These days, my refrigerator shelves are overloaded with jars and small bowls of ingredients waiting for someone to eat them: extra-ripe raspberries, pulled chicken breast, roasted tomatoes, wild blueberry fruit sauce, and grilled summer veggies. All delicious when first served up, but what to do with them now?
The French word for pancakes, crepes are just that, only paper-thin. Some crepes are sweet, and filled with sweetened creams and fruits. Or crepes can be savory, filled with ham and cheese, or creamed chicken and mushrooms. Here in Maine, we often regard crepes as a restaurant-style dish.
My theory is that frugal French matrons created crepes. Just like an omelet, or a sandwich, the crepe is the perfect delivery system. It can hold most anything, and its contents create a meal.
Once you’ve mastered the art of crepes, those leftovers too good to compost become a quick and easy repast. Crepes filled with chopped grilled vegetables and tomato sauce, topped with grated cheese, and heated are a hearty supper. Lobster salad flavored with fresh herbs and rolled inside crepes is uniquely delicious for lunch.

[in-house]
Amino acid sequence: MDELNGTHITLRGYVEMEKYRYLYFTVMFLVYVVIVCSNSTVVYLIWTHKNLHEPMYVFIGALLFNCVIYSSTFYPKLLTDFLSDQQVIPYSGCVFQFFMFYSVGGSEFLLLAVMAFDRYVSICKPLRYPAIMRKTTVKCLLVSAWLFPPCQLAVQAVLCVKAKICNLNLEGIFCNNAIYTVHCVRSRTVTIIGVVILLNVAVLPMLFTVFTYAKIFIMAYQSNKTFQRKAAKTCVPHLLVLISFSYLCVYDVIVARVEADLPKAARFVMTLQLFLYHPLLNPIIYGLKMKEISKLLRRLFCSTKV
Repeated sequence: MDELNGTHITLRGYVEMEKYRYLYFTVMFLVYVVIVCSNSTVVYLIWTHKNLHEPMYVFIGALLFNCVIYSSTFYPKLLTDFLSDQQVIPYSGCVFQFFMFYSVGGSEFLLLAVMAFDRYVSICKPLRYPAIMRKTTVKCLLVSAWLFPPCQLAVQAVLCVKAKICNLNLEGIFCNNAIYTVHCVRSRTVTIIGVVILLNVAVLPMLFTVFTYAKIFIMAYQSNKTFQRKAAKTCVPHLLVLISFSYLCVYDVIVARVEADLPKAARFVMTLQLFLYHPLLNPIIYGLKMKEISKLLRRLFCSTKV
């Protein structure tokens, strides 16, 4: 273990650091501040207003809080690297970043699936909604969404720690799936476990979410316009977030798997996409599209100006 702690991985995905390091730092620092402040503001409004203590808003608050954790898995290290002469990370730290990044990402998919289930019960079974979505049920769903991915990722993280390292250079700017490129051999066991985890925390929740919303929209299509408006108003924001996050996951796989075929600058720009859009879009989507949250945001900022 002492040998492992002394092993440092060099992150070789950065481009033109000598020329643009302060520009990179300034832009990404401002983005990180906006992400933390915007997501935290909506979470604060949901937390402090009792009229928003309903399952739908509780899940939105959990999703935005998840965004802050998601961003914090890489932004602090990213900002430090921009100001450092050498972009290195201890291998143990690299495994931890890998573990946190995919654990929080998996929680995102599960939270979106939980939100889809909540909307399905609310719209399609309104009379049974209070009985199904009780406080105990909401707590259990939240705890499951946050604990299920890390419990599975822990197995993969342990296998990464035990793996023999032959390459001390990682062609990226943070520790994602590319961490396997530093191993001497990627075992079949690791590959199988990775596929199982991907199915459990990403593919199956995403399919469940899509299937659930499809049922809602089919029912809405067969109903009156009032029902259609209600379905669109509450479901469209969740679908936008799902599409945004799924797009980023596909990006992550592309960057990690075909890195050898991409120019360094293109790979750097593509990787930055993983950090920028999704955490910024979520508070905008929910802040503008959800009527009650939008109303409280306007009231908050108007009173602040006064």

For dessert, I like to combine whipped cream with perfectly ripe raspberries or wild blueberries and fill my crepes. Sweetened cream cheese or goat cheese with jam rolled inside is a quick snack.
Making crepes is a fun family activity, no special equipment needed. Although crepe pans are nice, a good, well-seasoned skillet works. The key is to use a pan without hot spots, where the heat on the surface is evenly distributed. The size of the pan varies the size of the crepe. Traditional pans are usually 6 inch or 8 inches in diameter. The larger the diameter of the pancake, the more filling needed. I like smaller crepes for desserts, larger ones for casserole style dishes.
Crepe batter will keep in a jar in the refrigerator for several days. Bring it room temperature and stir well before using. Because crepes dry out quickly, use them right up or stack the thin cakes between waxed paper and wrap tightly. A stack of crepes in the refrigerator or freezer is like money in the bank.